Archive footage telling the history of modern Britain. Melvyn Bragg looks back to the 1950s and the heyday of the British seaside holiday.
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Just over a century ago the motion camera was invented
and changed forever the way we recall our history.
For the first time, we could see life
through the eyes of ordinary people.
Across this series, we'll bring these rare, archive films
back to life, with the help of our vintage mobile cinema.
We'll be inviting people with a story to tell
to step on board, and relive moments they thought were gone forever.
They'll see their relatives on screen for the first time,
come face-to-face with their younger selves,
and celebrate our amazing 20th-century past.
This is the people's story. Our story.
Our vintage mobile cinema was originally commissioned in 1967
to show training films to workers.
Today, it's been lovingly restored and loaded up with remarkable film footage,
preserved for us by the British Film Institute
and other national and regional film archives.
In this series we'll be travelling to towns and cities across the country,
and showing films from the 20th century
that give us the Reel History of Britain.
Today, we're pulling up in the 1950s...
..to celebrate the heyday of the British seaside holiday.
We've come to Blackpool, the biggest seaside town in the country.
All day we'll be showing archive films from the 1950s
about British seaside holidays,
with people who have experiences of those holidays at that time.
Coming up: The British knack for having a good time, whatever the weather.
It was a typical summer's time - freezing rain, gales blowing!
Comedian Les Dennis salutes seaside entertainment.
It's popular culture. You don't come to see an art gallery,
you come for the kiss-me-quick and the candy floss,
the donkeys on the beach, and, for me, certainly for the shows.
And one former resident is transported back to her youth
to see herself as she was in 1957.
It seems a lifetime ago.
You know - am I still that same girl on that ride?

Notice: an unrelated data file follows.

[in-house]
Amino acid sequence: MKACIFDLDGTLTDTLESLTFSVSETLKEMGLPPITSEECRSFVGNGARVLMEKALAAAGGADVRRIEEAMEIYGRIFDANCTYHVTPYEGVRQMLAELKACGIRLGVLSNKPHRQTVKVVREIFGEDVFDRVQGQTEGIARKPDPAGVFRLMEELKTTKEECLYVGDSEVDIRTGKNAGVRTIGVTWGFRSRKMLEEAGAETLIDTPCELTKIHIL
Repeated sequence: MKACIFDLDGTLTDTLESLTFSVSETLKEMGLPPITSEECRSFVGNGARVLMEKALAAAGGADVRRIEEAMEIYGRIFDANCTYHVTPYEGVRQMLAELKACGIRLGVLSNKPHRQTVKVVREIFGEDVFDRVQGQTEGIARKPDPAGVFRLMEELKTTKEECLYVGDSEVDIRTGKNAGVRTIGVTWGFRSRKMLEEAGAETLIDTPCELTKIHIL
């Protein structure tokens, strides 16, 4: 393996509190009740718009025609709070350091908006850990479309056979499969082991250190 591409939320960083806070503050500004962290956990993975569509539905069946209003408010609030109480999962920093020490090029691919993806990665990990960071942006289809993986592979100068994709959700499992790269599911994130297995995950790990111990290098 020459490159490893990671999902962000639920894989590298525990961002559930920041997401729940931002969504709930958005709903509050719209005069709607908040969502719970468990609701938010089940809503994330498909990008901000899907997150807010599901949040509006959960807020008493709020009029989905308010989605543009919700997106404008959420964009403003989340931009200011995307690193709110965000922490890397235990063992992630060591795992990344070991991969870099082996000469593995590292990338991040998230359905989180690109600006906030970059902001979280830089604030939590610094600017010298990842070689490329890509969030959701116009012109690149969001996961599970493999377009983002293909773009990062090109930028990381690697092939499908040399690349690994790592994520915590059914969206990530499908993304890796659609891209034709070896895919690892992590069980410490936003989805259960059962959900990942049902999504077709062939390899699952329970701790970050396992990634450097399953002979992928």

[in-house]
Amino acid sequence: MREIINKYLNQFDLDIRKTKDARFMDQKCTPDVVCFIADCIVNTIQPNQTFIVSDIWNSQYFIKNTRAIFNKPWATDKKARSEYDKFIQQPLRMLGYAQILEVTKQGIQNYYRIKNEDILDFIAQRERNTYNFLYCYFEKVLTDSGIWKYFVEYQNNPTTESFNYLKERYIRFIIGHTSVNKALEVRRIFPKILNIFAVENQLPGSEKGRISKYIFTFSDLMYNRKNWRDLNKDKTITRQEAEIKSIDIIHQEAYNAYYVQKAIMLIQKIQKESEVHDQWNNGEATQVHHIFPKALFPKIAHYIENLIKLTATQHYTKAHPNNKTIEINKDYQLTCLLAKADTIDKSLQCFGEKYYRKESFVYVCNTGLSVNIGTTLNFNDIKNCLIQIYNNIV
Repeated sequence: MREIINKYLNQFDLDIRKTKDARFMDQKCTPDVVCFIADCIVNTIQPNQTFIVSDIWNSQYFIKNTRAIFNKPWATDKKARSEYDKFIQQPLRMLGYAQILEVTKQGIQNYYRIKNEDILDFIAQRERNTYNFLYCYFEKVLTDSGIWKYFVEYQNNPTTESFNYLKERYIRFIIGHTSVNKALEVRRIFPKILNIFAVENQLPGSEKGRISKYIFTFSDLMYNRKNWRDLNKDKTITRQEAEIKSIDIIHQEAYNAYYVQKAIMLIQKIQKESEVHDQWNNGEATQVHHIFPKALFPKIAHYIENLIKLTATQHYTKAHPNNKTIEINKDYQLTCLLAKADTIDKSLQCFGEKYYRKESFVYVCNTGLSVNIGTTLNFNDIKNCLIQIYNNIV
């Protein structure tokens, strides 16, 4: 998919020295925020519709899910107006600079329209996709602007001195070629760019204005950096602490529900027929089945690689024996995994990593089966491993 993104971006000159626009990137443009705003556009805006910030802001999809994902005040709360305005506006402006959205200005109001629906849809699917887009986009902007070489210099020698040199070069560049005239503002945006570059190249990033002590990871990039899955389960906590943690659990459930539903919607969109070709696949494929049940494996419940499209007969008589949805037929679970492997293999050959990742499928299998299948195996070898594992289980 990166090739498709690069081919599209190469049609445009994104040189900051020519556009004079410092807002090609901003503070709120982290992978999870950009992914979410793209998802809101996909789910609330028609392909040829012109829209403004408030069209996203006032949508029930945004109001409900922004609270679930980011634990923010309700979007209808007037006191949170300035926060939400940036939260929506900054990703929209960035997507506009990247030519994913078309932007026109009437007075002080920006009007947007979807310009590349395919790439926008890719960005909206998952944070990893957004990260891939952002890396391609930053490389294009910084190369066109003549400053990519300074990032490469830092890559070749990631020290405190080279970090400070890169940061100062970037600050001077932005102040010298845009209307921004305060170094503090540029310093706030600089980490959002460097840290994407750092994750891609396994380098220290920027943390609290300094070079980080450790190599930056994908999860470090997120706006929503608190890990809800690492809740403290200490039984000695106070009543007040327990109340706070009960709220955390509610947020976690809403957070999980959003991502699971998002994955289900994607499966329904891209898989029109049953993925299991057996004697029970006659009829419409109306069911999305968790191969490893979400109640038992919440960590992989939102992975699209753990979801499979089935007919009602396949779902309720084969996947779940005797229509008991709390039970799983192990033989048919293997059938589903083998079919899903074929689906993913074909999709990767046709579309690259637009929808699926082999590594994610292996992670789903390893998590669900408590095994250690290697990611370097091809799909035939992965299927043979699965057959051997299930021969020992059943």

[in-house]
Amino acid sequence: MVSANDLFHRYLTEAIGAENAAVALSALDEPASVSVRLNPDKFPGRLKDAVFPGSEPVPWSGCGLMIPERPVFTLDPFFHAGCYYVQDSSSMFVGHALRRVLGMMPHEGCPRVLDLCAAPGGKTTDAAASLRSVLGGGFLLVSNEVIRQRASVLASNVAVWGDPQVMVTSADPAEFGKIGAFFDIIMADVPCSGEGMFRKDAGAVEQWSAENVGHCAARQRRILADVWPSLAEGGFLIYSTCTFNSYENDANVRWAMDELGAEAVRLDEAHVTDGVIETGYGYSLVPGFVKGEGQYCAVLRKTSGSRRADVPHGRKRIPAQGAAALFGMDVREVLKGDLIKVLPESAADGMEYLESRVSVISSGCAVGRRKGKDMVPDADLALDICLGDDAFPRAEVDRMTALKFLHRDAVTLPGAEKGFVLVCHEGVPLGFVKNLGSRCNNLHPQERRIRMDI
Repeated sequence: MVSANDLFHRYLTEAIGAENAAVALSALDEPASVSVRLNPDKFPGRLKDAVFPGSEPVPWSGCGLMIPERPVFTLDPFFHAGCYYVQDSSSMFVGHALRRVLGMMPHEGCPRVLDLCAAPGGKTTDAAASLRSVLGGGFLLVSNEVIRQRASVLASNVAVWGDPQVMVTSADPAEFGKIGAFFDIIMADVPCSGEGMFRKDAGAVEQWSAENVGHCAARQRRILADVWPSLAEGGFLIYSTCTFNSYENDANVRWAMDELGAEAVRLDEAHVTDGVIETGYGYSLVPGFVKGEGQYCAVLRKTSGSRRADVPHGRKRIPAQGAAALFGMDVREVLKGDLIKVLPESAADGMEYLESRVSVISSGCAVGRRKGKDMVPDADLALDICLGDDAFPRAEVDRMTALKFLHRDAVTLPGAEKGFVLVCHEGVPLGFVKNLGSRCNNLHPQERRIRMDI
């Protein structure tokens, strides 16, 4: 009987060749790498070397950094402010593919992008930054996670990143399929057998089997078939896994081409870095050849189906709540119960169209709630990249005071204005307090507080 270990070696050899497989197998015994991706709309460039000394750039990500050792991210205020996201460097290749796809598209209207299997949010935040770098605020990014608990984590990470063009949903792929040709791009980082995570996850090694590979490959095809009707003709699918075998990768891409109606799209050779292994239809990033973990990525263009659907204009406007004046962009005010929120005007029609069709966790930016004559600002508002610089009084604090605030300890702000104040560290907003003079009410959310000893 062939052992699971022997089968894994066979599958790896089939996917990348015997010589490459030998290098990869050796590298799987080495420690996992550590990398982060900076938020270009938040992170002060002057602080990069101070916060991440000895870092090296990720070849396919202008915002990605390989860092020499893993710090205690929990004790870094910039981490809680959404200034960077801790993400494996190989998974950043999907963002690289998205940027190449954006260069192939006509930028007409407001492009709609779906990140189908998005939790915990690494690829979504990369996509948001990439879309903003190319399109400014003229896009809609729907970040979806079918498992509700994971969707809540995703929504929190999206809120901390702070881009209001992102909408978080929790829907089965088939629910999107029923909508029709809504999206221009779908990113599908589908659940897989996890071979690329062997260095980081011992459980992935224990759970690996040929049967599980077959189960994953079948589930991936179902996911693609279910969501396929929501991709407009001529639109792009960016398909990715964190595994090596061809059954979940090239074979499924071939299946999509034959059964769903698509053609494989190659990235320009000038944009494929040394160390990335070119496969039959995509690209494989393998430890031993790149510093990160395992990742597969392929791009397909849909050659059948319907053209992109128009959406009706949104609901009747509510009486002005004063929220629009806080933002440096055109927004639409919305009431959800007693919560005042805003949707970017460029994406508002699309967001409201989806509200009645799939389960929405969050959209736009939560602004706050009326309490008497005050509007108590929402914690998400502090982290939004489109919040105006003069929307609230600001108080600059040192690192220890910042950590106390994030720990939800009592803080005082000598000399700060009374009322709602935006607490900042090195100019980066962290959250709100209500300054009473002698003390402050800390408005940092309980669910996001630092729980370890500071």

We've come to Blackpool today because it's still Britain's most visited seaside resort.
It's currently undergoing a multi-million pound facelift,
and up to 13 million visitors flock here every year.
This is a special place for me,
because I used to come here as a boy.
In the 1950s, a week, or two, beside the seaside
was the highlight of the year for the British working class.
The Holidays With Pay Act in 1938
had recommended an annual week's holiday for workers.
It was an important landmark in British social history,
recognizing the benefits of a break from the rigours of work,
and it meant that holidays were no longer the sole preserve
of the upper and middle classes.
ARCHIVE: 'Holidays with pay will help to turn many dreams into realities.
'The odd day's excursion of a few years ago
'will become the regular week's holiday for the whole family,
'for young and old alike.'
World War Two stopped most people taking advantage of holidays,
but in 1945, six years after the war had begun,
the British public were in great need of a holiday,
and seaside resorts enjoyed an explosion in popularity.
'Doing battle with the British weather here today in Blackpool
'are people from all over the country
'with stories to tell about their holidays, and our seaside resorts.
'Many of them
'will be seeing the films we're about to screen for the first time.
'They'll be showing us family photos,
'and revealing what life was really like
'for millions of holidaymakers at that time.'
'Roger Billington grew up in Oldham. His dad was a sheet metal worker.
'His family used to wait all year
'for the annual wakes week holiday from the factory,
'and they enjoyed every minute of it.
'Roger's passion was holiday camps - as was mine.
'And he's come to share those happy boyhood memories with all of us.'
Can you tell us how you fell in love with Butlin's?
I think it goes back to my mum's days.
My mum went on holiday when she was a youngster in 1936,
so it's in the blood.
I used to go to Butlin's, to Ayr, with my mother.
We went for four or five years.
And everything was free, was the great thing -
roller-skating was free, you'd go dancing free.
It was fantastic.
We're about to show Roger rarely seen footage,
as factories closed and workers headed off
for the annual wakes week holidays he loved so much as a young boy.
What memories will our film bring back to him?
I mean, you needed that break -
your dad were doing a hard job, sheet metal worker in the factory,
they closed the factory down for two weeks...
and it was wonderful!
The machinery would fall silent,
and chimneys stop belching smoke, as the whole town headed for the coast.
Roger loved going to Wales best of all.